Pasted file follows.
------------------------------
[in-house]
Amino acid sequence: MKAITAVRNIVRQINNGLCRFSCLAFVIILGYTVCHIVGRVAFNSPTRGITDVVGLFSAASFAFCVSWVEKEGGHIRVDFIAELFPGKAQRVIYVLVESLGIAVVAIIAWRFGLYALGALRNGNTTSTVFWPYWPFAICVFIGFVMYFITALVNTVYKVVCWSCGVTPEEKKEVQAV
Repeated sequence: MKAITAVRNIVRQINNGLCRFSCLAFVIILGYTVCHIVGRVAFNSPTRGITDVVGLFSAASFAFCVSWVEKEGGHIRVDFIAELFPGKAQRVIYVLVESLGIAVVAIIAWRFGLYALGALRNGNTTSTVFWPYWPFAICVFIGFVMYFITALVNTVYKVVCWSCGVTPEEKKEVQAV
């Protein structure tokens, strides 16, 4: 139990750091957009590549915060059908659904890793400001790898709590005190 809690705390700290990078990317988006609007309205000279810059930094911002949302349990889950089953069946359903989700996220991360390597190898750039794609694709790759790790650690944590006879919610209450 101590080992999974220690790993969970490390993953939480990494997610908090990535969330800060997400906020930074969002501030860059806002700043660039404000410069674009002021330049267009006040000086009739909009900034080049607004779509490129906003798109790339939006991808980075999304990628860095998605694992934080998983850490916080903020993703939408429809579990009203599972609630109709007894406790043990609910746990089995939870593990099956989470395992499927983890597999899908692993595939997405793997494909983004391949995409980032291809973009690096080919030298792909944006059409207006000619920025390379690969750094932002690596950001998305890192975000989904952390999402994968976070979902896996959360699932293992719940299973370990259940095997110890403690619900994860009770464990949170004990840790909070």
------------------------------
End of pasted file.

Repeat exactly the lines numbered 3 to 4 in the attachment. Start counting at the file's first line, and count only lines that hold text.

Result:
Repeated sequence: MKAITAVRNIVRQINNGLCRFSCLAFVIILGYTVCHIVGRVAFNSPTRGITDVVGLFSAASFAFCVSWVEKEGGHIRVDFIAELFPGKAQRVIYVLVESLGIAVVAIIAWRFGLYALGALRNGNTTSTVFWPYWPFAICVFIGFVMYFITALVNTVYKVVCWSCGVTPEEKKEVQAV
């Protein structure tokens, strides 16, 4: 139990750091957009590549915060059908659904890793400001790898709590005190 809690705390700290990078990317988006609007309205000279810059930094911002949302349990889950089953069946359903989700996220991360390597190898750039794609694709790759790790650690944590006879919610209450 101590080992999974220690790993969970490390993953939480990494997610908090990535969330800060997400906020930074969002501030860059806002700043660039404000410069674009002021330049267009006040000086009739909009900034080049607004779509490129906003798109790339939006991808980075999304990628860095998605694992934080998983850490916080903020993703939408429809579990009203599972609630109709007894406790043990609910746990089995939870593990099956989470395992499927983890597999899908692993595939997405793997494909983004391949995409980032291809973009690096080919030298792909944006059409207006000619920025390379690969750094932002690596950001998305890192975000989904952390999402994968976070979902896996959360699932293992719940299973370990259940095997110890403690619900994860009770464990949170004990840790909070």